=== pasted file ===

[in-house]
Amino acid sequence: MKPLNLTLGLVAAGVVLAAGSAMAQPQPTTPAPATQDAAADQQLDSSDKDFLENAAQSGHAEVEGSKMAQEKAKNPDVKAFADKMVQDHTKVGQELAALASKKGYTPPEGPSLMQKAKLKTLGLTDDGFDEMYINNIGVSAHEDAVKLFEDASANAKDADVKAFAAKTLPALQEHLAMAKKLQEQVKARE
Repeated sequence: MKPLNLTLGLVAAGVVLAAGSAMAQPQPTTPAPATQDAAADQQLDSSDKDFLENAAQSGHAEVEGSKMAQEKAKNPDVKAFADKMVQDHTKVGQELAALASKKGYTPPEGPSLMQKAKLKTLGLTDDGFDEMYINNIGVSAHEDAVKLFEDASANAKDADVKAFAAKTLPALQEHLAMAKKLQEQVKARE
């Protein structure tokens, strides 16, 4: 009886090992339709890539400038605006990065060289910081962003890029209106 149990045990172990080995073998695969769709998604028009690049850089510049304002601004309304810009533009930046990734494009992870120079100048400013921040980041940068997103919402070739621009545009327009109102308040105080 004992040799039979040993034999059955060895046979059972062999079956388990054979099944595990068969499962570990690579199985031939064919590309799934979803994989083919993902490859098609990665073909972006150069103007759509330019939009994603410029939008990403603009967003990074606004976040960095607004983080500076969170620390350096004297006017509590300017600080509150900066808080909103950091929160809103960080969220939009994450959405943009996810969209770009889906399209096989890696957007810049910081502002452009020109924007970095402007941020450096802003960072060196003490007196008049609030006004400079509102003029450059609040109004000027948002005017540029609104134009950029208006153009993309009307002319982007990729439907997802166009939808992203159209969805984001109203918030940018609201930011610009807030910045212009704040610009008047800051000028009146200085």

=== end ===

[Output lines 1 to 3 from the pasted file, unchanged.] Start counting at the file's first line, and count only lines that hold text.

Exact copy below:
[in-house]
Amino acid sequence: MKPLNLTLGLVAAGVVLAAGSAMAQPQPTTPAPATQDAAADQQLDSSDKDFLENAAQSGHAEVEGSKMAQEKAKNPDVKAFADKMVQDHTKVGQELAALASKKGYTPPEGPSLMQKAKLKTLGLTDDGFDEMYINNIGVSAHEDAVKLFEDASANAKDADVKAFAAKTLPALQEHLAMAKKLQEQVKARE
Repeated sequence: MKPLNLTLGLVAAGVVLAAGSAMAQPQPTTPAPATQDAAADQQLDSSDKDFLENAAQSGHAEVEGSKMAQEKAKNPDVKAFADKMVQDHTKVGQELAALASKKGYTPPEGPSLMQKAKLKTLGLTDDGFDEMYINNIGVSAHEDAVKLFEDASANAKDADVKAFAAKTLPALQEHLAMAKKLQEQVKARE